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ASUS ZenBook UX31A Battery

Lenovo also outfitted both machines with certain power management features that can extend the life of the battery when it's left with around 90 minutes of power. Even further, people shouldn't see any significant difference in battery usage among the three core processors--the i3, i5, and i7. The battery life itself was tested using the MobileMark 2007 benchmark, according to Taylor, and was done on units with solid state drives and with the power management features turned on.Consumers eyeing the convertible have a choice of two types of displays. A multitouch screen allows input through both fingers and digital pen, while a special outdoor panel is designed for mobile workers who need to use the tablet outside. The outdoor panel doesn't offer the finger touch option but instead is optimized to reflect light so the screen is visible even in bright sunlight. It also uses Corning's Gorilla glass, which is more durable and scratch-resistant than other types of glass panels. Both panels also offer in-plane switching, which provides a better view of the screen from wider angles.

Like other convertibles, the X220 transforms from a notebook into a tablet by rotating the display and pushing it onto the keyboard. Lenovo wanted to give both the tablet and the notebook a cleaner look and feel, Taylor said. So the old-style latches that lock the lid onto the base have been jettisoned in favor of a latchless design. Using a new pinching mechanism, the lid automatically closes shut when it comes close to the keyboard. This new design also helped Lenovo bump up the size of the touch pad by 45 percent.The touch pad itself now offers a buttonless design. Instead of clicking on the older-style bottom buttons, users can tap on the touch pad to trigger the left and right button actions. And using a multitouch design, the touch pad accepts various gestures, such as two-finger swipes to scroll up and down the screen.

Surprisingly, though, the tablet and the notebook offer VGA and DisplayPort ports, but no DVI or HDMI connections.You could argue that it's a natural evolution of technology, though. Intel's been brewing towards such a goal for many years -- decent performance in a low power chip. As more and more moves off the chipset and onto the CPU, thermals can be managed more efficiently, and interconnects suffer less bandwidth issues. With the tag team of USB 3.0 and Thunderbolt coming into view, the need for multiple ports shrinks dramatically, too.Of course, the Airs have had Intel chips in them from the beginning, making us wonder if Apple had a timed, exclusive deal with Intel that prevented Windows competitors getting on board in the same price range. Or maybe they were just too obsessed with netbooks to care.Speculation aside, the Air competitors are now here, with contenders from Asus, Acer and Toshiba in the market. HP's Folio 13 is expected to arrive some time in December, but there's no word yet as to when Lenovo's U330s will hit our shores.

While the new laptops are interesting, vendors have decided not to play -- for now. Speculation is that most are waiting for a technology revision, to bring down costs and improve the profit margin.Sony hasn't announced anything, but Intel thinks it will. Fujitsu has no plans to jump in for this generation. Dell is staying oddly silent, but rumours persist. Samsung has thin laptops, but it's not bandying the phrase "ultrabook" anywhere and the price is still at a premium. MSI has thin laptops, but they're too heavy to get the ultrabook label. Should this be a warning sign? Do the current crop of ultrabooks hold a candle to the MacBook Air, or are they still playing catch up? Our competitors this time are the Asus ZenBook UX 21 and UX31, the Toshiba Satellite Z830 and the Acer Aspire S3.A warning going in: this isn't the place for operating system holy wars. If you like Windows, great, stick with it. If OS X is your thing, by all means keep using it. If you've got an open mind though, carry on...Toshiba's entrant shows a scary amount of flex in its screen, and the laptop itself feels a little fragile, too, much like its Portege R series. Despite our concerns, it survived quite a few weeks of punishment being tossed in a bag and carried between home and work.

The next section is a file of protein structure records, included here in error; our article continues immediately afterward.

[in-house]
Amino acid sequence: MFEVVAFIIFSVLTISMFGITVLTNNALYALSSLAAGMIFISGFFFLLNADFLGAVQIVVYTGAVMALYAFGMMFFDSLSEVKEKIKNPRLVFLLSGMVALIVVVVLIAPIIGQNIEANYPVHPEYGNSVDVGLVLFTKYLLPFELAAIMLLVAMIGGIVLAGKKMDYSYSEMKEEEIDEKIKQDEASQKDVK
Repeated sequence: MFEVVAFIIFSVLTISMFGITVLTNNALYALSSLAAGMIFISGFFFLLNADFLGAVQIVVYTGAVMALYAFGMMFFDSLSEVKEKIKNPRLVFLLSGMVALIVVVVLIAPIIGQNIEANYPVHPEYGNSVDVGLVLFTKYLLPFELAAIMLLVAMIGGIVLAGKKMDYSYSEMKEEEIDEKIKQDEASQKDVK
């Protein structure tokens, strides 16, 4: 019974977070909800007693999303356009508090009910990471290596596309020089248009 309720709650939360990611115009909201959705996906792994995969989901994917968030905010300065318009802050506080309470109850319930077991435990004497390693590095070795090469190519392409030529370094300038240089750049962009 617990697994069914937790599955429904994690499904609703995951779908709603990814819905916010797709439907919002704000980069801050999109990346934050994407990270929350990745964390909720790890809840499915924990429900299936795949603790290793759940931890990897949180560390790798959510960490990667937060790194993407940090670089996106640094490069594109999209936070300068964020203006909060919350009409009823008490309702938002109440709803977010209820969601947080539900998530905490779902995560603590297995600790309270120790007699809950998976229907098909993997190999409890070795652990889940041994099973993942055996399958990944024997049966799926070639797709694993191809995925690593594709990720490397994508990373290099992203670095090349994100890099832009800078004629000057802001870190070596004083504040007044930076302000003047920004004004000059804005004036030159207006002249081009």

Despite Acer's Aspire S3 having a magnesium/aluminium frame, the chassis skin feels like it's plastic and flexes like it, too. To add insult to injury, the dull grey that Acer has chosen simply inspires boredom.Many have tried to copy Apple's touch pad on the Windows side, and for reasons that probably involve patents, have failed repeatedly. Its combination of gestures tightly integrated with the operating system make going back to a Windows pad feel clunky. A splaying of fingers shows the desktop, swiping two fingers scrolls, swiping four fingers up shows Mission Control (app and virtual desktop switching), tapping two fingers simultaneously acts as right-click -- there's a whole lot more, and it makes application management so much friendlier. Sickening promo music aside, the video below shows the depth of what one touch pad can do.Only recently has multi-touch become reliable on Windows laptops, with older models getting confused between pinch to zoom and rotate functions. Synaptics and Elantech have mostly sorted the problem now, although what gestures you get will depend on what driver you use, rather than the hardware involved.